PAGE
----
This is an informative albeit promotional video of Antico Setificio Fiorentino, Florence’s last silk-making factory. It was established in 1786 and bought by the Stefano Ricci group in 2010. The factory specializes in silk and silk-linen damask, brocade and Ermisino taffeta woven on hand looms. Ermisino taffeta is perhaps its most well-known silk.
The video provides a glimpse of the 1,800 mechanical and 1,700 hand looms used in the factory. The equipment includes original 18th century looms – some of which are based on a Leonardo da Vinci design for a warping machine.
Production is 40-80 centimeters per worker per day. This is an astonishingly low rate compared to modern, high speed looms. In contrast, the fastest looms today (air jets and multiphase looms) can achieve weft insertion rates of 5,000 meters per minute. Simply put, this shows why very few products are handmade these days.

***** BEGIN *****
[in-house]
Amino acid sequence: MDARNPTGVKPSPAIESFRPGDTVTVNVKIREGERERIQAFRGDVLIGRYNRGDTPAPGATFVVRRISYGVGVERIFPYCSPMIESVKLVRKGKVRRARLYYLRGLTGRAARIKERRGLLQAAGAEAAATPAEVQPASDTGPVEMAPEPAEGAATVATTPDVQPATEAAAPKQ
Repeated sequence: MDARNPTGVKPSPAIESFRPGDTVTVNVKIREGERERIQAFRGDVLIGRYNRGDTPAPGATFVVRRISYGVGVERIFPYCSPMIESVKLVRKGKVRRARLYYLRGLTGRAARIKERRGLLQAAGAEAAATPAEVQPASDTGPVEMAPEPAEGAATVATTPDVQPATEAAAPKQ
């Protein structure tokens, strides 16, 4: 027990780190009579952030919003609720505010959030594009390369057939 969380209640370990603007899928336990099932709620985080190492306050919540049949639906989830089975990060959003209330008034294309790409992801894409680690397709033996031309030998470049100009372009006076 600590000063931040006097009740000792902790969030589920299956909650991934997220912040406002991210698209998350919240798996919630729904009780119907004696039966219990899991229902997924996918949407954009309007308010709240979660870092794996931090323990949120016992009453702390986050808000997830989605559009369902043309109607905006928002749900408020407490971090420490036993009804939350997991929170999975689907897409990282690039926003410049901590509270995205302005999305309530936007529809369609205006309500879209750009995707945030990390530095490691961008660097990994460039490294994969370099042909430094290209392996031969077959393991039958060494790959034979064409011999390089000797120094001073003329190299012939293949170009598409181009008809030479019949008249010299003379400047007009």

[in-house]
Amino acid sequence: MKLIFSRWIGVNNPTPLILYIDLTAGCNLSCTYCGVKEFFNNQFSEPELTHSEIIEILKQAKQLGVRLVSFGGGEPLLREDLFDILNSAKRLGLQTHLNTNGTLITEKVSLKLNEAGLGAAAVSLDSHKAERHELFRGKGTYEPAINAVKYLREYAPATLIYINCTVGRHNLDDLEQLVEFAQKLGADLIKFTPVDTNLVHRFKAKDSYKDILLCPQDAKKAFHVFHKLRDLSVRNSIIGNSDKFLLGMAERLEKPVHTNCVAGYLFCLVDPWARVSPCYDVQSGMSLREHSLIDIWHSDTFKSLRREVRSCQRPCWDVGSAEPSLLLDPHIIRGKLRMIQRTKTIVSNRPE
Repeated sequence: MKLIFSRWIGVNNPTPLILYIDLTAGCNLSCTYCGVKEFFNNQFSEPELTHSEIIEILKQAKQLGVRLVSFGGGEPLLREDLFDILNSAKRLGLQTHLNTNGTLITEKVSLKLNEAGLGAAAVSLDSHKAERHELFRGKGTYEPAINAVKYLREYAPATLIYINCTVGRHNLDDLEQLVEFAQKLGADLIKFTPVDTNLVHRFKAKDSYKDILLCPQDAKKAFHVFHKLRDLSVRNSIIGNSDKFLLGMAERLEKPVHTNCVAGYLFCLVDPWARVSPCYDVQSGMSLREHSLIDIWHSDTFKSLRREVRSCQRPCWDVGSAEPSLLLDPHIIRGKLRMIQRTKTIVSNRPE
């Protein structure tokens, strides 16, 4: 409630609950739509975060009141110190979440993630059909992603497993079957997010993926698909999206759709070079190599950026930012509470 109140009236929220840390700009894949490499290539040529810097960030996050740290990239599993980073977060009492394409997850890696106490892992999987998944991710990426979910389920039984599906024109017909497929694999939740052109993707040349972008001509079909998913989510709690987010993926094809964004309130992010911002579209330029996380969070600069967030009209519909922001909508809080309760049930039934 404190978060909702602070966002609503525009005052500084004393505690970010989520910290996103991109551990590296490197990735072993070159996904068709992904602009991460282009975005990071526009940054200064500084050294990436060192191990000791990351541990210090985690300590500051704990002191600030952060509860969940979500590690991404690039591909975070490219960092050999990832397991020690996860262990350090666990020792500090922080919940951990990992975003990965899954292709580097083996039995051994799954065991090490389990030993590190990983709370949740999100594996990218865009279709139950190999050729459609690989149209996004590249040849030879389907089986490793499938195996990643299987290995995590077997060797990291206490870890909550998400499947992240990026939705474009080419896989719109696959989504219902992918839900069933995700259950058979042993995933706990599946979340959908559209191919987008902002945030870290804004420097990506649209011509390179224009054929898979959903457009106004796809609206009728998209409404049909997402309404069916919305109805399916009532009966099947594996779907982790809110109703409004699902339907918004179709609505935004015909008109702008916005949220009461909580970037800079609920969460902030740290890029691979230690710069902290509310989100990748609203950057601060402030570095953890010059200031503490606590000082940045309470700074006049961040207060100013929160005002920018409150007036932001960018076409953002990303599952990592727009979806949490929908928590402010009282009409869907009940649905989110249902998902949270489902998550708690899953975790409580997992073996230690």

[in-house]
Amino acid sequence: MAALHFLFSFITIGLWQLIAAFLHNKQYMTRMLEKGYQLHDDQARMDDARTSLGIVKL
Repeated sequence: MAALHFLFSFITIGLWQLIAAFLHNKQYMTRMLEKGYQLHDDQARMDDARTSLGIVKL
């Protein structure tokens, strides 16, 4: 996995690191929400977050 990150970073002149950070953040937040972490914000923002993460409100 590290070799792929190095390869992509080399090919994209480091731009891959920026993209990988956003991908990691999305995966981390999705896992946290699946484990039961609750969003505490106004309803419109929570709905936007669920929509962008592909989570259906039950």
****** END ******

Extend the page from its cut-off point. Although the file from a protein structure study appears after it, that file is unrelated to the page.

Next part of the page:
It also implies that if you appreciate such artisanship you’ll have to be prepared to pay for such handmade luxury. The same applies here since ASF fabrics start at $435 per yard. As you might imagine, the factory’s customers, such as Versailles and the Kremlin, tend to have deep pockets.